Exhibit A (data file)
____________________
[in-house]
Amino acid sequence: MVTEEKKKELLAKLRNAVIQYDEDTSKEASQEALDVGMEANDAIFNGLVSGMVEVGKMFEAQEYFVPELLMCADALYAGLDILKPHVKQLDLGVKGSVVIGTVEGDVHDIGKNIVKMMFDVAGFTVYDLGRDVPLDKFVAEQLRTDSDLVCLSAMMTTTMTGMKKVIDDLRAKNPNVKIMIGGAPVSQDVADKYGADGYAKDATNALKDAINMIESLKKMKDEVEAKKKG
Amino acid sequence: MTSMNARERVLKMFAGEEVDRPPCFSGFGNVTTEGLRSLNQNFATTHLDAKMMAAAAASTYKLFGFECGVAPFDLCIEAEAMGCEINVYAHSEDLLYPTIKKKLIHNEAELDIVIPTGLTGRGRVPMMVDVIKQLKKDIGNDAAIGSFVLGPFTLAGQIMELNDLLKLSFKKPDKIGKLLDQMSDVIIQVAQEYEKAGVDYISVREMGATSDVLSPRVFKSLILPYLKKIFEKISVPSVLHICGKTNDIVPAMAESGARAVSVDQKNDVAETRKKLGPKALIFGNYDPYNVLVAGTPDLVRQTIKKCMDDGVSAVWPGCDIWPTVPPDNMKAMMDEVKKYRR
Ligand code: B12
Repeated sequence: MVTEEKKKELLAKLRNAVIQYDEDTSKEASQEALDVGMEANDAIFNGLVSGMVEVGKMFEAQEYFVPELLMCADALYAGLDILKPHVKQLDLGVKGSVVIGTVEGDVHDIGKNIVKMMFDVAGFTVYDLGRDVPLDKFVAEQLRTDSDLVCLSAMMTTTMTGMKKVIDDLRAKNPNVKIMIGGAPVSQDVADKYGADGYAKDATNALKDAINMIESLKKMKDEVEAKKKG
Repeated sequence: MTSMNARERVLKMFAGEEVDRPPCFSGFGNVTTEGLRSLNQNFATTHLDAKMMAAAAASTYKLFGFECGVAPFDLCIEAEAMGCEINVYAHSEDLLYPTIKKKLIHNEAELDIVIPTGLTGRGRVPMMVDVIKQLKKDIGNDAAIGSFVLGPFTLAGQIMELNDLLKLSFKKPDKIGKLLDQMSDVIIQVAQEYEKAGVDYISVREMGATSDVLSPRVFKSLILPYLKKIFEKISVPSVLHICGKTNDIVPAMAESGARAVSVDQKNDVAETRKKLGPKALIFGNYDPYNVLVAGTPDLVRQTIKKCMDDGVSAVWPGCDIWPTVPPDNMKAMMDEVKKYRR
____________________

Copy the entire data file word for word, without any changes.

[in-house]
Amino acid sequence: MVTEEKKKELLAKLRNAVIQYDEDTSKEASQEALDVGMEANDAIFNGLVSGMVEVGKMFEAQEYFVPELLMCADALYAGLDILKPHVKQLDLGVKGSVVIGTVEGDVHDIGKNIVKMMFDVAGFTVYDLGRDVPLDKFVAEQLRTDSDLVCLSAMMTTTMTGMKKVIDDLRAKNPNVKIMIGGAPVSQDVADKYGADGYAKDATNALKDAINMIESLKKMKDEVEAKKKG
Amino acid sequence: MTSMNARERVLKMFAGEEVDRPPCFSGFGNVTTEGLRSLNQNFATTHLDAKMMAAAAASTYKLFGFECGVAPFDLCIEAEAMGCEINVYAHSEDLLYPTIKKKLIHNEAELDIVIPTGLTGRGRVPMMVDVIKQLKKDIGNDAAIGSFVLGPFTLAGQIMELNDLLKLSFKKPDKIGKLLDQMSDVIIQVAQEYEKAGVDYISVREMGATSDVLSPRVFKSLILPYLKKIFEKISVPSVLHICGKTNDIVPAMAESGARAVSVDQKNDVAETRKKLGPKALIFGNYDPYNVLVAGTPDLVRQTIKKCMDDGVSAVWPGCDIWPTVPPDNMKAMMDEVKKYRR
Ligand code: B12
Repeated sequence: MVTEEKKKELLAKLRNAVIQYDEDTSKEASQEALDVGMEANDAIFNGLVSGMVEVGKMFEAQEYFVPELLMCADALYAGLDILKPHVKQLDLGVKGSVVIGTVEGDVHDIGKNIVKMMFDVAGFTVYDLGRDVPLDKFVAEQLRTDSDLVCLSAMMTTTMTGMKKVIDDLRAKNPNVKIMIGGAPVSQDVADKYGADGYAKDATNALKDAINMIESLKKMKDEVEAKKKG
Repeated sequence: MTSMNARERVLKMFAGEEVDRPPCFSGFGNVTTEGLRSLNQNFATTHLDAKMMAAAAASTYKLFGFECGVAPFDLCIEAEAMGCEINVYAHSEDLLYPTIKKKLIHNEAELDIVIPTGLTGRGRVPMMVDVIKQLKKDIGNDAAIGSFVLGPFTLAGQIMELNDLLKLSFKKPDKIGKLLDQMSDVIIQVAQEYEKAGVDYISVREMGATSDVLSPRVFKSLILPYLKKIFEKISVPSVLHICGKTNDIVPAMAESGARAVSVDQKNDVAETRKKLGPKALIFGNYDPYNVLVAGTPDLVRQTIKKCMDDGVSAVWPGCDIWPTVPPDNMKAMMDEVKKYRR